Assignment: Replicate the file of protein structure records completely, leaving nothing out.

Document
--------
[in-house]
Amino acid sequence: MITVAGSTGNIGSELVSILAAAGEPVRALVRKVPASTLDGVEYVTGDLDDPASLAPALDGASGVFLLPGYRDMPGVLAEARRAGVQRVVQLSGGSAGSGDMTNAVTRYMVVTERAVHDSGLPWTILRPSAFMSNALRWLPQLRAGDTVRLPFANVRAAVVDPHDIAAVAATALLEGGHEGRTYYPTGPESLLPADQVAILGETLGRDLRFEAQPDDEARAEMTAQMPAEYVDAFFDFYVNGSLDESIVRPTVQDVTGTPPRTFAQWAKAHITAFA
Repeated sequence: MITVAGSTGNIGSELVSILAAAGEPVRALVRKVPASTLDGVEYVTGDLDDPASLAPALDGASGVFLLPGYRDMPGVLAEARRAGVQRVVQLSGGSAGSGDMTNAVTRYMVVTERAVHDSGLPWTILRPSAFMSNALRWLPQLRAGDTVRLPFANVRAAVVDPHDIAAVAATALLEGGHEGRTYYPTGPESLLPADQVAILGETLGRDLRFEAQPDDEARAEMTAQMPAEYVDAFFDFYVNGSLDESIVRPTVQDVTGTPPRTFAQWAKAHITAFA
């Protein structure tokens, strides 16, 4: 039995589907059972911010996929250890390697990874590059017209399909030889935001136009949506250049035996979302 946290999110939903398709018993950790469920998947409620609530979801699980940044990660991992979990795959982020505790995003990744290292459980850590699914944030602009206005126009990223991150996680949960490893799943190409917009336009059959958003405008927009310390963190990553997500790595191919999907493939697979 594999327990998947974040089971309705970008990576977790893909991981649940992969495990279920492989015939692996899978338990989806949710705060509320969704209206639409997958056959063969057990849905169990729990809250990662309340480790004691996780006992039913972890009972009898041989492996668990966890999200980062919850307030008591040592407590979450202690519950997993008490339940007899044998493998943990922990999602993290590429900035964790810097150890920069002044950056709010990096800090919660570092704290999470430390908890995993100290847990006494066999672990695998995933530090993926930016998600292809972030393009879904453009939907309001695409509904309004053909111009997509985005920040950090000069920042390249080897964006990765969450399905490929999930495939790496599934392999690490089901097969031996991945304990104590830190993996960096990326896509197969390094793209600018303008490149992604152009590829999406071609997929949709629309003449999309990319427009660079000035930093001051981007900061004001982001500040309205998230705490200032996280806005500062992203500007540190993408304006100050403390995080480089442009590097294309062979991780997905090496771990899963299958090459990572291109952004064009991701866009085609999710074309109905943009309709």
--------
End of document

[in-house]
Amino acid sequence: MITVAGSTGNIGSELVSILAAAGEPVRALVRKVPASTLDGVEYVTGDLDDPASLAPALDGASGVFLLPGYRDMPGVLAEARRAGVQRVVQLSGGSAGSGDMTNAVTRYMVVTERAVHDSGLPWTILRPSAFMSNALRWLPQLRAGDTVRLPFANVRAAVVDPHDIAAVAATALLEGGHEGRTYYPTGPESLLPADQVAILGETLGRDLRFEAQPDDEARAEMTAQMPAEYVDAFFDFYVNGSLDESIVRPTVQDVTGTPPRTFAQWAKAHITAFA
Repeated sequence: MITVAGSTGNIGSELVSILAAAGEPVRALVRKVPASTLDGVEYVTGDLDDPASLAPALDGASGVFLLPGYRDMPGVLAEARRAGVQRVVQLSGGSAGSGDMTNAVTRYMVVTERAVHDSGLPWTILRPSAFMSNALRWLPQLRAGDTVRLPFANVRAAVVDPHDIAAVAATALLEGGHEGRTYYPTGPESLLPADQVAILGETLGRDLRFEAQPDDEARAEMTAQMPAEYVDAFFDFYVNGSLDESIVRPTVQDVTGTPPRTFAQWAKAHITAFA
């Protein structure tokens, strides 16, 4: 039995589907059972911010996929250890390697990874590059017209399909030889935001136009949506250049035996979302 946290999110939903398709018993950790469920998947409620609530979801699980940044990660991992979990795959982020505790995003990744290292459980850590699914944030602009206005126009990223991150996680949960490893799943190409917009336009059959958003405008927009310390963190990553997500790595191919999907493939697979 594999327990998947974040089971309705970008990576977790893909991981649940992969495990279920492989015939692996899978338990989806949710705060509320969704209206639409997958056959063969057990849905169990729990809250990662309340480790004691996780006992039913972890009972009898041989492996668990966890999200980062919850307030008591040592407590979450202690519950997993008490339940007899044998493998943990922990999602993290590429900035964790810097150890920069002044950056709010990096800090919660570092704290999470430390908890995993100290847990006494066999672990695998995933530090993926930016998600292809972030393009879904453009939907309001695409509904309004053909111009997509985005920040950090000069920042390249080897964006990765969450399905490929999930495939790496599934392999690490089901097969031996991945304990104590830190993996960096990326896509197969390094793209600018303008490149992604152009590829999406071609997929949709629309003449999309990319427009660079000035930093001051981007900061004001982001500040309205998230705490200032996280806005500062992203500007540190993408304006100050403390995080480089442009590097294309062979991780997905090496771990899963299958090459990572291109952004064009991701866009085609999710074309109905943009309709």